19 killed as Syrian troops batter Aleppo: watchdog
Syrian forces shelled rebel-controlled zones of Aleppo before dawn on Wednesday, killing at least 19 people, among them seven children, the Syrian Observatory for Human Rights said.Updated: Sep 05, 2012 14:33 IST
Syrian forces shelled rebel-controlled zones of Aleppo before dawn on Wednesday, killing at least 19 people, among them seven children, the Syrian Observatory for Human Rights said.
Ten civilians were killed in the southern neighbourhood of Bustan al-Qasr while a total of nine bodies, including those of the children, were found in the Marjeh and Hanano neighbourhoods, the Britain-based watchdog said.
Activists have reported relentless bombardments and food shortages in rebel-held neighbourhoods of the country's commercial capital, while an AFP reporter said life in the centre of the city was relatively normal.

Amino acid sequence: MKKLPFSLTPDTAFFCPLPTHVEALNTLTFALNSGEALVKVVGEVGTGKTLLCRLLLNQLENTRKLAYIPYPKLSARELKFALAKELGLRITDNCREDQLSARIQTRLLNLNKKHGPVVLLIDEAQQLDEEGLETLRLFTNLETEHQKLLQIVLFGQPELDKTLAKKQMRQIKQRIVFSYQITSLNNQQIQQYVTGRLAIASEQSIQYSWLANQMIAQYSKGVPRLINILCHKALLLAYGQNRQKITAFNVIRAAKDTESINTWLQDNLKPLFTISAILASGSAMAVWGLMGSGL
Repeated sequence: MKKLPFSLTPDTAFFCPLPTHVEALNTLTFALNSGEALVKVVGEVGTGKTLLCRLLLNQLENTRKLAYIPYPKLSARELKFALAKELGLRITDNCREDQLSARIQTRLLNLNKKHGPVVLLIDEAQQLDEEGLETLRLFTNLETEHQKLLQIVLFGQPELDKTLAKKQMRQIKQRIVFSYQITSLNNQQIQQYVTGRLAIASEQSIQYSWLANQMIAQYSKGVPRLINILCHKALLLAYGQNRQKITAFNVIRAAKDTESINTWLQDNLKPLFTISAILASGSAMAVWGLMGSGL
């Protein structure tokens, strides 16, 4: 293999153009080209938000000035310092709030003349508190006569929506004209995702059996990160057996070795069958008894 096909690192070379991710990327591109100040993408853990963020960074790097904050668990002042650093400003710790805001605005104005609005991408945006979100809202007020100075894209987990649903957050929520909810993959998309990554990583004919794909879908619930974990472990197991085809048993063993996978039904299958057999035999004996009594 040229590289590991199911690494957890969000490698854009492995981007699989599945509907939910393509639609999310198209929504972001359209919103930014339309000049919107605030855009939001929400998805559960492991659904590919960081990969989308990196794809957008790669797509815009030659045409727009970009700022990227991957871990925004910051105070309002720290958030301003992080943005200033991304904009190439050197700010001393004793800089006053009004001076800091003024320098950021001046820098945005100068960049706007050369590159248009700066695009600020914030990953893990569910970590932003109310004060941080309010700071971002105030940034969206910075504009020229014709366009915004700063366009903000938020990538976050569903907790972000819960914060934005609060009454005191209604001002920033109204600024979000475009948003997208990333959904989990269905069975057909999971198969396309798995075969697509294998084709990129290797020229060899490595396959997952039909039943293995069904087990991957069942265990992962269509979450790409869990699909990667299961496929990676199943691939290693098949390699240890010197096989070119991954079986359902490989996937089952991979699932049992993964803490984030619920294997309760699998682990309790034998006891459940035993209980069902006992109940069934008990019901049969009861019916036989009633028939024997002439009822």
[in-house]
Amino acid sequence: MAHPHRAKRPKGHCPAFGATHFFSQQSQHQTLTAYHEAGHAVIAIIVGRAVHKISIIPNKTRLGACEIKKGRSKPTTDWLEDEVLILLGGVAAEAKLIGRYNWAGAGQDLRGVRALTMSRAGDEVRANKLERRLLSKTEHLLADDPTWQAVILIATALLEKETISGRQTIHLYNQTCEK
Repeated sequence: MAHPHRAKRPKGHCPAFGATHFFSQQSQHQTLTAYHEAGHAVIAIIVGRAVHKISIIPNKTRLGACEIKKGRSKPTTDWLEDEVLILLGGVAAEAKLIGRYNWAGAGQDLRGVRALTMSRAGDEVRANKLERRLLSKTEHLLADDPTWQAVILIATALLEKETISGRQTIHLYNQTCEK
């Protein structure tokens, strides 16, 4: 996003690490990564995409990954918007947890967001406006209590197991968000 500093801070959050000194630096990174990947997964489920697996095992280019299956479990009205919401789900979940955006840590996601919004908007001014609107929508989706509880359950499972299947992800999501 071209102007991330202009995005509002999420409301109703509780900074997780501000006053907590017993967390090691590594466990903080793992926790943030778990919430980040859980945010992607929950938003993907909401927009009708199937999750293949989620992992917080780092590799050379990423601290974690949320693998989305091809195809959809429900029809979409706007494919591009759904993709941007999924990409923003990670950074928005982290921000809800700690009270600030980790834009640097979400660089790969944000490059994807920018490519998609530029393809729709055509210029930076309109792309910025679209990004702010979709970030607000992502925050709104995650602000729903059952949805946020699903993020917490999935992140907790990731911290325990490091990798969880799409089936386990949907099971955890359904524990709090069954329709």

Rebels fighters on July 20 opened a new front in the Syrian conflict by launching an attack on Aleppo.
The army has since dislodged them from several sectors, including one of their main strongholds Salaheddin, but pockets of resistance remain.
On Monday, a senior commander in charge of the government's military assault on the rebels in Aleppo predicted his forces would recapture the city within 10 days.
New UN-Arab League envoy Lakhdar Brahimi said on Tuesday the death toll in Syria was "staggering" and the destruction "catastrophic."
The former Algerian foreign minister, who took up his post on Saturday, also warned that the situation across the country was "deteriorating steadily."
His comments came as International Committee of the Red Cross chief Peter Maurer launched a mission in Syria to seek greater protection for civilians and the UN refugee agency said 100,000 people had fled the country in August alone to seek refuge in neighbouring states.
The Observatory, which relies on information from a network of activists on the ground, says more than 26,000 people have been killed overall in Syria since the revolt against President Bashar al-Assad's rule broke out in March 2011.